I constantly dance on the inside when Mr 8 tries new foods – we went from peanut butter on crackers (only) to sausages on bread and McDonalds to kids meals at restaurants (he just ate the chicken nuggets) and now – ordering adult meals at restaurants (like “Moor” above) and placing it in the middle of the table to share (great for tasting different foods and developing appetite regulation on all our sides)- it’s just wonderful to see how he explores new cuisines. He eats everything under the sun (and huge amounts too) but continues to stick to his sensory food preferences.
So you see – he did meet me half way and I didn’t give up – I stuck to my routine, meal planning and worked out his “in”. We did use a few other strategies (I’m a feeding speech pathologist after all!) but discovering his “in” was the game changer.
Mealtimes are now a pleasure (we love spending time together as a family and going out to new restaurants) and I also accept his little quirks (he never eats chips – I mean who doesn’t like hot chips!!) like he accepts mine (seriously peas are the only vegetable I refuse to eat – never liked them as a child and never cook with them as an adult). So we all have our “in” (or sensory preferences in life).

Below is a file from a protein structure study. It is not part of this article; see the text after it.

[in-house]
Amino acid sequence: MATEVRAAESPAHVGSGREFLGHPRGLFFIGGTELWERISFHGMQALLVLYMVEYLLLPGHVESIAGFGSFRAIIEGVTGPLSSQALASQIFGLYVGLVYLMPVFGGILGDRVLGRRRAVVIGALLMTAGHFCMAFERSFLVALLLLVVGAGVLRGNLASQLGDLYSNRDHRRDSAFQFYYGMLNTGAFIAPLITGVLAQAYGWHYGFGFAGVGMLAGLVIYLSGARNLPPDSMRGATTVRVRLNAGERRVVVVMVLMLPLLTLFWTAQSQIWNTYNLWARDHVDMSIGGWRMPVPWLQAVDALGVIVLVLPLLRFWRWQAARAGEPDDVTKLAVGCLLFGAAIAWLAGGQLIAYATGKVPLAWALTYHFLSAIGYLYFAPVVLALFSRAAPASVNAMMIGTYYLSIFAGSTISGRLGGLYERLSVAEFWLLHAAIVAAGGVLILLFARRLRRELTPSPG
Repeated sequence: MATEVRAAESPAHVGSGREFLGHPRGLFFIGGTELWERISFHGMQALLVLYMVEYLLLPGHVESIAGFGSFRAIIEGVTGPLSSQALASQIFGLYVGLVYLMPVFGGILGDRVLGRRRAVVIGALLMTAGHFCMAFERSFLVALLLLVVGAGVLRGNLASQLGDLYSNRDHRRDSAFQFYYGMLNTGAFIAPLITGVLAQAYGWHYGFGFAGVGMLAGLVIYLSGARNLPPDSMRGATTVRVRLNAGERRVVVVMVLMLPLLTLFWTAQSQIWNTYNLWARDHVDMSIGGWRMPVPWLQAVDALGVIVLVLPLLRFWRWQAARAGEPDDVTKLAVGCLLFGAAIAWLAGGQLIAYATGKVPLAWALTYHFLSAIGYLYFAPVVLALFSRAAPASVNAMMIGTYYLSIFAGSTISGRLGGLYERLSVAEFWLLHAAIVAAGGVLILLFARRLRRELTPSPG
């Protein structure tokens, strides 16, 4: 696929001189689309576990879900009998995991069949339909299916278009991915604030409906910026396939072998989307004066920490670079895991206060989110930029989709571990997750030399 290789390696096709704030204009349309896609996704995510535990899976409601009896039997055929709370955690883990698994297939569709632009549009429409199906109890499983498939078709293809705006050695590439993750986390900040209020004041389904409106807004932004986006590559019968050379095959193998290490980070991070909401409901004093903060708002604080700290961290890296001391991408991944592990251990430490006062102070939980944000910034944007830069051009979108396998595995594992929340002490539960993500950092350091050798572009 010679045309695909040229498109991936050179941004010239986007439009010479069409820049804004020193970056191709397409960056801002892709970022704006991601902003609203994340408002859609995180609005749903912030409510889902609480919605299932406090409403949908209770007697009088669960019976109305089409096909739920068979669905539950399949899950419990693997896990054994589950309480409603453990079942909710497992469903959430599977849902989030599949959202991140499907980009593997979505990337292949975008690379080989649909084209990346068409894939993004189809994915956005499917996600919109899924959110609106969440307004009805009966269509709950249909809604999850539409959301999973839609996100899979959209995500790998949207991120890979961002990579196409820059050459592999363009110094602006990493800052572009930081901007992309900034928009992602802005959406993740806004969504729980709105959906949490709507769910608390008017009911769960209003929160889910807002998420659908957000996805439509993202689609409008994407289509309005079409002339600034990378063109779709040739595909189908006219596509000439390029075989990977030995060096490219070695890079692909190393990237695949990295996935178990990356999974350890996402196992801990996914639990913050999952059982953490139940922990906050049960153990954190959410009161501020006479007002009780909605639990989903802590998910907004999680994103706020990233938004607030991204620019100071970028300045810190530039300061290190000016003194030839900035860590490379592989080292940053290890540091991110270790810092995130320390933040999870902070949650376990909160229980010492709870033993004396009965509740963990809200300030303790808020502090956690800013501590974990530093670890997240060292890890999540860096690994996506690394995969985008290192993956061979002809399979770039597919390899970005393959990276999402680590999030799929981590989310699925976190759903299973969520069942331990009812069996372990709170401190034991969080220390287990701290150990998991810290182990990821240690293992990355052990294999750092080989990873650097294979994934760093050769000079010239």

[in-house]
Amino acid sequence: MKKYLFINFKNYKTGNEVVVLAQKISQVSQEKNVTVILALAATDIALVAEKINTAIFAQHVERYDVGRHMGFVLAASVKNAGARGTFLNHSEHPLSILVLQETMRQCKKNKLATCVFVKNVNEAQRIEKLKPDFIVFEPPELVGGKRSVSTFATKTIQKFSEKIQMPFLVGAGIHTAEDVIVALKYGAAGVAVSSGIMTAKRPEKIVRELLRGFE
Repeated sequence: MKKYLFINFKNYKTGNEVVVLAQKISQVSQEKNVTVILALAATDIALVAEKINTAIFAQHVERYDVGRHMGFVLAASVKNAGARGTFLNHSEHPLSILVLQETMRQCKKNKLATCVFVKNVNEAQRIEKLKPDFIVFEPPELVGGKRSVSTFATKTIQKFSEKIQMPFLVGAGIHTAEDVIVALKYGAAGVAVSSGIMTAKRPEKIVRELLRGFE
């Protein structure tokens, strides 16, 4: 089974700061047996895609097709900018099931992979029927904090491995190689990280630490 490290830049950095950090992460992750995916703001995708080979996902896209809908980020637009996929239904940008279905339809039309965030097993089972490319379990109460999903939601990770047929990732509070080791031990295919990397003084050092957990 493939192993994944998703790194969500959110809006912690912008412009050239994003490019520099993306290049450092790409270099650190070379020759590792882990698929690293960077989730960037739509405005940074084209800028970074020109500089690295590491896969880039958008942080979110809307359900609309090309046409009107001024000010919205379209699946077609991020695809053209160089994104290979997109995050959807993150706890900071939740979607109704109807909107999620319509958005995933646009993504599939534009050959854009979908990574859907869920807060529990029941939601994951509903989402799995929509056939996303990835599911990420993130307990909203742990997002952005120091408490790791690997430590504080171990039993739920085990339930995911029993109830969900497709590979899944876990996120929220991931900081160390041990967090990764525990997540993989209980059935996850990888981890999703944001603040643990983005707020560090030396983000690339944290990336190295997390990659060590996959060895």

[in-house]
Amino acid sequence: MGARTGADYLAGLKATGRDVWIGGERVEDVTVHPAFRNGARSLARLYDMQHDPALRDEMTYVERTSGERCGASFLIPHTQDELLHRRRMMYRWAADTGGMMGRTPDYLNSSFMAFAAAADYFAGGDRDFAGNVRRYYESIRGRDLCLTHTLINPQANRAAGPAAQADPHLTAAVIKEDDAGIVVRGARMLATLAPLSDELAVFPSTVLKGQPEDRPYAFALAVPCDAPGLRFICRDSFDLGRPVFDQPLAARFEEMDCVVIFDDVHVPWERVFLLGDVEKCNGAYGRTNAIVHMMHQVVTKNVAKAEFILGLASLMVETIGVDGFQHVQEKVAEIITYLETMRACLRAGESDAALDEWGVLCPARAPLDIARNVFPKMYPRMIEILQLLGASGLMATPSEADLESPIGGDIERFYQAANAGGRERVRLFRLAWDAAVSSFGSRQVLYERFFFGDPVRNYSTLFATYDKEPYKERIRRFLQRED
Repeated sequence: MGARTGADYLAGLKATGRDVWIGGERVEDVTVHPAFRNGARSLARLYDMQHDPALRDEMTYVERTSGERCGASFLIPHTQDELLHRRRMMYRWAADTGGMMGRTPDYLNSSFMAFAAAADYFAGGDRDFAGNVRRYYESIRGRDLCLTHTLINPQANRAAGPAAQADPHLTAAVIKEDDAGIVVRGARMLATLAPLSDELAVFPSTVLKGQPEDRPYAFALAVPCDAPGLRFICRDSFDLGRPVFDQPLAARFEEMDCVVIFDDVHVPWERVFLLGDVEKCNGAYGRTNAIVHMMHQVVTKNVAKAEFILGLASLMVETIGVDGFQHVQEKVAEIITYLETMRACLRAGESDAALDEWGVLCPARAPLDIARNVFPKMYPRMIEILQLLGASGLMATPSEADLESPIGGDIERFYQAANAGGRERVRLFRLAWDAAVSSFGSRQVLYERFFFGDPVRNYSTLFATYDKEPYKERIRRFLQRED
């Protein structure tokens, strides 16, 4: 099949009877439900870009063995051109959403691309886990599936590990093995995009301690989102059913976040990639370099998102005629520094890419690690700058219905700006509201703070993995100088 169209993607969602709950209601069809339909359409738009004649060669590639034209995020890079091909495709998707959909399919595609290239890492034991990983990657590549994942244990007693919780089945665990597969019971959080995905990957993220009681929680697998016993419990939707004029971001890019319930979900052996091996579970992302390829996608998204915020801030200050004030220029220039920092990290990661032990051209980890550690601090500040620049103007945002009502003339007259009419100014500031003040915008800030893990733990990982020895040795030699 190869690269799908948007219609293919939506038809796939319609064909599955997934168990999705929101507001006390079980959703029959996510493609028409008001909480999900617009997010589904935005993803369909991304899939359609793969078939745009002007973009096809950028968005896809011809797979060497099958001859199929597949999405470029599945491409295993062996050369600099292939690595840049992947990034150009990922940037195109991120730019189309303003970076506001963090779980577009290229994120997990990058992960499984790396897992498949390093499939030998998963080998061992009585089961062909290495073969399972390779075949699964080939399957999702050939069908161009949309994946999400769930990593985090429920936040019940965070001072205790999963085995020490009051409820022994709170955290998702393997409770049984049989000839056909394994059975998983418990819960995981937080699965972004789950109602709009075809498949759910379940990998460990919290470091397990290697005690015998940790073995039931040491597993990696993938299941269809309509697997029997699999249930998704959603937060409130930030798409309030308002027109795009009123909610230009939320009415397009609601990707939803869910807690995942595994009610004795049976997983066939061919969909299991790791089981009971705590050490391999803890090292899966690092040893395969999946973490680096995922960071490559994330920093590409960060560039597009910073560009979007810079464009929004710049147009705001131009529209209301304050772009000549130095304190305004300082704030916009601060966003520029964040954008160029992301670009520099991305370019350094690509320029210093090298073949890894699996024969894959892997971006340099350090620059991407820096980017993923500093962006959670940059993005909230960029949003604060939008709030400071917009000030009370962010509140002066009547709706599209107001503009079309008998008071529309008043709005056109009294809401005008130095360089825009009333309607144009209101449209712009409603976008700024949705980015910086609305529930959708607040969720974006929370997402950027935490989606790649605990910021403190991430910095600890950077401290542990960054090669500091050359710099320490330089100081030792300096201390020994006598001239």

So this blog post is not another “advice” post, it’s a reminder that sometimes in life, it pays to stick to your guns and wait – your silver lining will come. It may be like me – you need to work towards discovering your child’s “in” but I want you to remember that there are no quick fixes to fussy eating, it takes time, consistency and patience.
Just please don’t give up, keep your glass half full and wait for your silver lining because it will eventually come.
Until next time,
Paediatric Feeding Speech Pathologist @ Let’s Eat! Paediatric Speech Pathology
This website and information on this blog post is provided for educational purposes. It is not meant or intended to replace Speech Pathology assessment and management nor medical or nutritional care for a child. It is recommended that you discuss any concerns or questions you might have with your Speech Pathologist and managing Doctor and develop an individualised team plan specifically for your child.
About the author of this blog post
Valerie Gent is an Australian based Speech Pathologist with 13 years experience in Paediatric Feeding. She has recently opened a private practice called ‘Let’s Eat! Paediatric Speech Pathology’ that caters for Newcastle based babies and children with feeding difficulties. Valerie is passionate about working in the area of paediatric feeding and special needs and has been involved in the teaching and training of Australian Speech Pathology University students and allied health professionals. You can find out more about Valerie Gent and ‘Let’s Eat! Paediatric Speech Pathology’ via her website www.letseatspeech.com.au and Facebook page www.facebook.com/LetsEatPaediatric SpeechPathology or email her on firstname.lastname@example.org